Former FirstEnergy CEO Chuck Jones says he hasn’t done anything wrong


The next day in Akron FirstEnergy agreed to a $ 230 million fine for bribing state officials, former CEO Chuck Jones says he and the company haven’t done anything wrong.

“Mr. Jones has not participated in any illegal activity or violated any of the policies of FirstEnergy,” said Jones representative Allan Ripp. “Jones did not make or authorize any payment of money to a public official in exchange for an official act.”

After:FirstEnergy indicted in Ohio bribery scheme, agrees to defer $ 230 million lawsuit settlement

After:Celebratory texts, a plan to remove term limits and other details unveiled in the FirstEnergy deal

Jones has not been charged with any crime. However, it featured prominently in FirstEnergy’s 49-page deferred lawsuit settlement under the title “Executive 1”.

Federal investigators allege that FirstEnergy executives hand delivered $ 400,000 to former House Speaker Larry Householder at a meeting in October 2018. Subsequently, Householder texted Jones: “$ 400,000… thank you,” according to federal documents.

FirstEnergy fired Jones and two other executives in October 2020, claiming that executives violated company policies and code of conduct over a $ 4.3 million payment made to the company of the future chairman of the Ohio Public Services Commission, Sam Randazzo.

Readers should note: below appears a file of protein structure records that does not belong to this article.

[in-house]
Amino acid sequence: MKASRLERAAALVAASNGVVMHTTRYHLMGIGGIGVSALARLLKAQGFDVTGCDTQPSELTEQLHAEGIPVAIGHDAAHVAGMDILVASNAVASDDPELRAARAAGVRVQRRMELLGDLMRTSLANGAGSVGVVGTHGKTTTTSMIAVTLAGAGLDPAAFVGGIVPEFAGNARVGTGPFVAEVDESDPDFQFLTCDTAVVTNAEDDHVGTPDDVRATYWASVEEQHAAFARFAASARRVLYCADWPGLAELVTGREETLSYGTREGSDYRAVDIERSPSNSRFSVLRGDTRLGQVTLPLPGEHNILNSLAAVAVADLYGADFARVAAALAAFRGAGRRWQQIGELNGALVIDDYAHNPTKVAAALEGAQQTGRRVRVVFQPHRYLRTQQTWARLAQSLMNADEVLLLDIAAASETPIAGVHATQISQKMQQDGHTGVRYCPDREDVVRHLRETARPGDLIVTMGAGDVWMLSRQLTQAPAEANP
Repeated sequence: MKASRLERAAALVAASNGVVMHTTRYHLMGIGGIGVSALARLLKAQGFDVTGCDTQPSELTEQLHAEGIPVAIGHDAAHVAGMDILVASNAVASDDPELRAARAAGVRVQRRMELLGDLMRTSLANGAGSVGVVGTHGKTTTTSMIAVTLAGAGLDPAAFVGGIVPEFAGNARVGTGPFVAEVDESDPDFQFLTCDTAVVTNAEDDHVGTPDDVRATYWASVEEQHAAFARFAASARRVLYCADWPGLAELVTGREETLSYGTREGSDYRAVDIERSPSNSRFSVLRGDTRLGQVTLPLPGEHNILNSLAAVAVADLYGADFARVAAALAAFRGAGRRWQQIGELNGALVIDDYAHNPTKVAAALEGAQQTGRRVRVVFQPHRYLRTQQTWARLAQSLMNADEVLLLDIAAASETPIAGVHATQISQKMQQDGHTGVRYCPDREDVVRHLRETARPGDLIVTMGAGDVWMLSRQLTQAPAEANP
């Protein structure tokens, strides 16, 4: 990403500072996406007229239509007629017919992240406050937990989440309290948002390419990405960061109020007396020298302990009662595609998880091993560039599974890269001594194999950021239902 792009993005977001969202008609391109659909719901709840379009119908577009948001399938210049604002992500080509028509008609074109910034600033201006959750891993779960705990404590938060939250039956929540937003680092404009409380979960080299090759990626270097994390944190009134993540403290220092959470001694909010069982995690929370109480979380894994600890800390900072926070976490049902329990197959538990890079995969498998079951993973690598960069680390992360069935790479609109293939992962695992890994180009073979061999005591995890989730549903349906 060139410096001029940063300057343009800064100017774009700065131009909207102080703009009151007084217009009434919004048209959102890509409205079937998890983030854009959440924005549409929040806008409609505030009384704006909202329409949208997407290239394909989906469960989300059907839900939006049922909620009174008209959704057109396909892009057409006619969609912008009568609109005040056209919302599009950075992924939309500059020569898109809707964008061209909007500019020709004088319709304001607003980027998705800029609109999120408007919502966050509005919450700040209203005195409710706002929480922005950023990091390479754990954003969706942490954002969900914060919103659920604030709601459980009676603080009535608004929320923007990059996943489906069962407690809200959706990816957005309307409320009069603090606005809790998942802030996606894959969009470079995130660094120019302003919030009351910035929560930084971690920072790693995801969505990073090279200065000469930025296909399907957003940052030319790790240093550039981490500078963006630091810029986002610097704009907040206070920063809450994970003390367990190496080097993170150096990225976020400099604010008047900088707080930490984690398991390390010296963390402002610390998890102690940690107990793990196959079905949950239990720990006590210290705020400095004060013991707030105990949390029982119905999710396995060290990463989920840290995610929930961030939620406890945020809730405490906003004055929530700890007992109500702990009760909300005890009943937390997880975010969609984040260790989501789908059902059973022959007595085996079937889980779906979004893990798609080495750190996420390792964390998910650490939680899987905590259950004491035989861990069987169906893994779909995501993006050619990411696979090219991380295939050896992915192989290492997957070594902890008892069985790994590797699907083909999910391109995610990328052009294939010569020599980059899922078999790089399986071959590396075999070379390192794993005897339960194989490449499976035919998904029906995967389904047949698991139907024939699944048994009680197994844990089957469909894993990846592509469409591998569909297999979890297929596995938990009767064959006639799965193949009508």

After:Governor Mike DeWine says he knew nothing about Randazzo’s actions and will donate contributions to FirstEnergy

Federal investigators allege Jones and another executive pushed for Randazzo’s appointment to PUCO, which oversees utilities like FirstEnergy. Randazzo, in turn, helped FirstEnergy with the wording of Bill 6, which included a billion dollar bailout for two nuclear power plants owned by FirstEnergy Solutions, and the state budget.

After Bill 6 was passed, Jones sent in a photoshopped version of Mount Rushmore, featuring the faces of Randazzo and others. The caption read: “HB 6 F *** ANYBODY WHO WE ARE.”

But Jones, in his statement, says he hasn’t done anything wrong. All donations were protected by the First Amendment.

“Mr. Jones is very disappointed that FirstEnergy wrongly involves so many hard-working and dedicated employees in wrongdoing who are committed to implementing the stated goals of the board of directors,” the statement said.

Jessie Balmert is a reporter for the USA TODAY Network Ohio Bureau, which serves the Akron Beacon Journal, Cincinnati Enquirer, Columbus Dispatch and 18 other affiliated news organizations across Ohio.

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